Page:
Hall after 7.30pm on the
Friday night or given to
Mrs Jackson at Ellerbeck
Farm or any other member
of the Memorial Hall
Aerobics /Body Toning
CLASSES START AGAIN ON
THURSDAY 24 SEPTEMBER
Crook Memorial Hall
10.00 – 11.00 am
This class will increase your flexibility,
cardiovascular capacity and tone and
firm the entire body.
Come along and give it a try
The Class is suitable for men and
women and all levels of fitness.
Joyce Griffin (015395 68542)
For more information.
Crook Summer Barn Dance
The Crook members of the Lyth Valley First Responders Group would
like to say a big thank you to everyone who attended, helped or
contributed in any way to our hugely successful evening, especially the
ladies who very kindly brought puddings, the bar staff and those who
donated raffle prizes. The entertainment provided by 'Branded' and Mr
Sos Wilson was enjoyed by all, as was the hotpot supper, puddings
and of course the bar!
Thanks to everyone's generosity we raised £2360 on the evening.
We thank you again for your support and hope to see you at future
Church Cleaning Rota
October November December
3rd Jennifer Gorst 7th Cherry Burgess 5th Audrey Rowlinson
10th Hilary Fitch 14th Vivienne Ford 12th Sandra Lauder
17th R&E Bradby 21st Joan Matthews 19th Lillian Atkinson
24th Judi Webster 28th Ann Clarke 26th Thelma Brown
31st Mary Simm
Church Flower Rota
October November December
Sally Barker Ann Clarke Nancy Bowes
Mavis Byrom Liz Wilson Joan Matthews
Why Wear A Poppy
"Please wear a poppy", the lady said,
And held one forth, but I shook my head
Then I stopped and watched as she offered
And her face was old and lined with care;
But beneath the scars the years had made
There remained a smile that refused to fade.
A boy came whistling down the street,
Bouncing along on carefree feet.
His smile was full of joy and fun,
"Lady" said he "may I have one?"
When she pinned it on, he turned to say:
"Why do we wear a poppy to-day?"
The lady smiled in her wistful way
And answered: "This is Remembrance Day,
And the poppy there is a symbol for
The gallant men who died in the war. "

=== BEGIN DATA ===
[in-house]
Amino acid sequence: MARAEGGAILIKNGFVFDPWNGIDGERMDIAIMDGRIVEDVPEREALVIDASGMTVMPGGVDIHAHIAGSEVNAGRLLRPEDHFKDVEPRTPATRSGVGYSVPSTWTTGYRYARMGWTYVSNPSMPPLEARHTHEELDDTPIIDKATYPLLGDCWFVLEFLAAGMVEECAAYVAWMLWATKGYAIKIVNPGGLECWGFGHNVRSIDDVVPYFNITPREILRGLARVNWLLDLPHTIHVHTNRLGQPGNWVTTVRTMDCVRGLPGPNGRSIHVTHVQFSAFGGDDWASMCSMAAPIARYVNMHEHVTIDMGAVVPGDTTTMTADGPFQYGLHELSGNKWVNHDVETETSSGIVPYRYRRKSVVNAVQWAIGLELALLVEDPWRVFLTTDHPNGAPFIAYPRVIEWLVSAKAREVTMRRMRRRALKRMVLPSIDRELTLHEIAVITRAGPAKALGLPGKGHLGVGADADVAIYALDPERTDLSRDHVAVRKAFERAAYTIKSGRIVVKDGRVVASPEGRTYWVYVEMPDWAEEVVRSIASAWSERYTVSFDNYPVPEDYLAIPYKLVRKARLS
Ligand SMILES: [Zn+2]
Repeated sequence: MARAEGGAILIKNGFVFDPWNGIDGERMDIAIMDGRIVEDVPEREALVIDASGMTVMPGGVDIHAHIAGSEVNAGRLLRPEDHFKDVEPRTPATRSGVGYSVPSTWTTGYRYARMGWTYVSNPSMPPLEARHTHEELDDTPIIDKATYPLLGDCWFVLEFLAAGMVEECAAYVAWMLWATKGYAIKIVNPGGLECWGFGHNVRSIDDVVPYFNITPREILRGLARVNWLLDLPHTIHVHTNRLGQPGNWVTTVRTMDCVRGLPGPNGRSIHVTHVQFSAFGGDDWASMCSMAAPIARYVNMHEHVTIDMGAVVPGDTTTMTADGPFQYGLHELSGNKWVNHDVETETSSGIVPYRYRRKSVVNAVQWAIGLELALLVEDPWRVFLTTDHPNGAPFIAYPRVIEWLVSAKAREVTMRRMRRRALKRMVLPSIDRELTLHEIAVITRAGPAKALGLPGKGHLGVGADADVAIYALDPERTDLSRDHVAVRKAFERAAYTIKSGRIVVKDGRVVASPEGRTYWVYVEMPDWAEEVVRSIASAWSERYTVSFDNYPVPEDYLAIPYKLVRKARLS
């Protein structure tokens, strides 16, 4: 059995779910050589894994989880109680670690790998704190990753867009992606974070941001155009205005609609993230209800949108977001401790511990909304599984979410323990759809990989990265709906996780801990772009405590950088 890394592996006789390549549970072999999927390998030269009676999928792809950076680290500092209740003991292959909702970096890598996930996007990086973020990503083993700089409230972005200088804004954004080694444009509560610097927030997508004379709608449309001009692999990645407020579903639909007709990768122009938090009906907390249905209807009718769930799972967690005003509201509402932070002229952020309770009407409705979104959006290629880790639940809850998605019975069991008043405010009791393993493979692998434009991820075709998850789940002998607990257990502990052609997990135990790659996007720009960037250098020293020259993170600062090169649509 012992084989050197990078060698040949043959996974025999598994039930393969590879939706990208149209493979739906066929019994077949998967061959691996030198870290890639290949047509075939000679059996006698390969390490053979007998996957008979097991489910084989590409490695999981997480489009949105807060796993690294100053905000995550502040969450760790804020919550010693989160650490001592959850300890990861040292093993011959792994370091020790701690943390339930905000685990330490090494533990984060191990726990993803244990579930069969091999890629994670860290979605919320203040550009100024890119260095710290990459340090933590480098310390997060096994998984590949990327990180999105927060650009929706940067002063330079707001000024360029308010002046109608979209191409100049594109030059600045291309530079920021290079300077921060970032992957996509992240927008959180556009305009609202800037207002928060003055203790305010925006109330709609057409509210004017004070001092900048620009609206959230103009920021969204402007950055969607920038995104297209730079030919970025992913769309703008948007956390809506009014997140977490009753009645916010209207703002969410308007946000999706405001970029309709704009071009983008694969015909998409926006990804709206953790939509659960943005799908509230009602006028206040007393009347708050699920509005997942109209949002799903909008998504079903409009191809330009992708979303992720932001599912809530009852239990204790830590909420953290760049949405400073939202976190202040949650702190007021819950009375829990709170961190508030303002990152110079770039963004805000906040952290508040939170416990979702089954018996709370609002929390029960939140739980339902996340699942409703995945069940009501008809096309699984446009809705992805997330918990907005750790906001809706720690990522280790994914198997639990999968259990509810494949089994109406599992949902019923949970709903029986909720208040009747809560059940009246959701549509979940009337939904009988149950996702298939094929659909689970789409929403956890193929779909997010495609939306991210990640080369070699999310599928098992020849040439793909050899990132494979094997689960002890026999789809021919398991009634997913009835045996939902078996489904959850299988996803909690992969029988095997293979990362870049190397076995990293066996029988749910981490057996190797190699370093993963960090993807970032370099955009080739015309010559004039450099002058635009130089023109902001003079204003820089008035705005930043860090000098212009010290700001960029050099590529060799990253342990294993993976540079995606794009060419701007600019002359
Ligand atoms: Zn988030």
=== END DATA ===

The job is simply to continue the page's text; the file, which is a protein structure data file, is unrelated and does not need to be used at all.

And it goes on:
And because they did, you and I are free
That's why we wear a poppy you see.
I had a boy about your size,
With golden hair and big blue eyes.
"He loved to play and jump and shout
Free as a bird, he would race about.
As the years went by, he learned and grew
And became a man - as you will too. "
He was fine and strong, with a boyish smile,
But he'd seemed with us such a little while
When war broke out and he went away.
I still remember his face that day.
"Then he smiled at me and said good-bye.
'I'll be back soon, Mum, so please don't
But the war went on and he had to stay
And all l could do was wait and pray.
"His letters told us of the awful fight
(I can see them in my dreams at night),
With the tanks and guns and cruel barbed
And the mines and the bullets, the bombs
and the fire."
"That sure did sound like an awful fight,
But your son - did he come back alright?"
A tear rolled down each faded cheek;
She shook her head but didn't speak.
I slunk away in a sort of shame,
And if you were with me, you'd have
done the same;
For our thanks, in giving is oft delayed,
Though our freedom was bought - and
And so, when we see a poppy worn,
Let us reflect on the burden borne
By those who gave very all
When asked to answer their country's call
That we at home in peace might live.
Then wear a poppy! - and give!
And so we remember our young men from Crook.
Robert Barker of Sander Hill
George Walker of Box Tree
Thomas Sandford Lishman of Spiggot House
David Patrickson of Michelland
Moray McLaren of Boars Rock
Derrick Read of Pepper Cottages